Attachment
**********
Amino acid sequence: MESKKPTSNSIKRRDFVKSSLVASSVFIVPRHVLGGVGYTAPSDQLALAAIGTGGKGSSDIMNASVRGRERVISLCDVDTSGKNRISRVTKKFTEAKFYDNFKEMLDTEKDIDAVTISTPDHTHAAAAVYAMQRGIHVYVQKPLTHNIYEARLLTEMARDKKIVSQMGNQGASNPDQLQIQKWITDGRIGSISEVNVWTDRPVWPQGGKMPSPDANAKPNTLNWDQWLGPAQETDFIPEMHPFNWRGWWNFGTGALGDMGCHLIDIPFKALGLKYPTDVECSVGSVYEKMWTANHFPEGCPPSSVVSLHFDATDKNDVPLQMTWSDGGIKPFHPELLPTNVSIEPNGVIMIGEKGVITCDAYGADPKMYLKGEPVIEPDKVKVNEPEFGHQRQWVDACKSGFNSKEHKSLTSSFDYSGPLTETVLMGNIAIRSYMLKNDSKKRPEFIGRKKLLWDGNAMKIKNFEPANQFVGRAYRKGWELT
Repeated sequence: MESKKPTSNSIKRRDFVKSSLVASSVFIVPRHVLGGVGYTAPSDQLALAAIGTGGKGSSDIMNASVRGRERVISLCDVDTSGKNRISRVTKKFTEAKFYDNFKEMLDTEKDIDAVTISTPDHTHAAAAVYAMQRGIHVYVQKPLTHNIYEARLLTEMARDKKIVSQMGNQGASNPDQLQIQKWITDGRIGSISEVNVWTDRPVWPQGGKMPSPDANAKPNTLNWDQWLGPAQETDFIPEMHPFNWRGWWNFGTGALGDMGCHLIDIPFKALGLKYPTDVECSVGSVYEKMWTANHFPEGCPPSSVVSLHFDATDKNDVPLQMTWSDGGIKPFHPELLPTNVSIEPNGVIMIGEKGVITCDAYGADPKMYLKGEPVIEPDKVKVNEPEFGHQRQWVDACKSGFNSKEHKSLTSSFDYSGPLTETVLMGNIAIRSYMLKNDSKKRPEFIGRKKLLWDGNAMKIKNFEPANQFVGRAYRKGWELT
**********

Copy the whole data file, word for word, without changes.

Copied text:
Amino acid sequence: MESKKPTSNSIKRRDFVKSSLVASSVFIVPRHVLGGVGYTAPSDQLALAAIGTGGKGSSDIMNASVRGRERVISLCDVDTSGKNRISRVTKKFTEAKFYDNFKEMLDTEKDIDAVTISTPDHTHAAAAVYAMQRGIHVYVQKPLTHNIYEARLLTEMARDKKIVSQMGNQGASNPDQLQIQKWITDGRIGSISEVNVWTDRPVWPQGGKMPSPDANAKPNTLNWDQWLGPAQETDFIPEMHPFNWRGWWNFGTGALGDMGCHLIDIPFKALGLKYPTDVECSVGSVYEKMWTANHFPEGCPPSSVVSLHFDATDKNDVPLQMTWSDGGIKPFHPELLPTNVSIEPNGVIMIGEKGVITCDAYGADPKMYLKGEPVIEPDKVKVNEPEFGHQRQWVDACKSGFNSKEHKSLTSSFDYSGPLTETVLMGNIAIRSYMLKNDSKKRPEFIGRKKLLWDGNAMKIKNFEPANQFVGRAYRKGWELT
Repeated sequence: MESKKPTSNSIKRRDFVKSSLVASSVFIVPRHVLGGVGYTAPSDQLALAAIGTGGKGSSDIMNASVRGRERVISLCDVDTSGKNRISRVTKKFTEAKFYDNFKEMLDTEKDIDAVTISTPDHTHAAAAVYAMQRGIHVYVQKPLTHNIYEARLLTEMARDKKIVSQMGNQGASNPDQLQIQKWITDGRIGSISEVNVWTDRPVWPQGGKMPSPDANAKPNTLNWDQWLGPAQETDFIPEMHPFNWRGWWNFGTGALGDMGCHLIDIPFKALGLKYPTDVECSVGSVYEKMWTANHFPEGCPPSSVVSLHFDATDKNDVPLQMTWSDGGIKPFHPELLPTNVSIEPNGVIMIGEKGVITCDAYGADPKMYLKGEPVIEPDKVKVNEPEFGHQRQWVDACKSGFNSKEHKSLTSSFDYSGPLTETVLMGNIAIRSYMLKNDSKKRPEFIGRKKLLWDGNAMKIKNFEPANQFVGRAYRKGWELT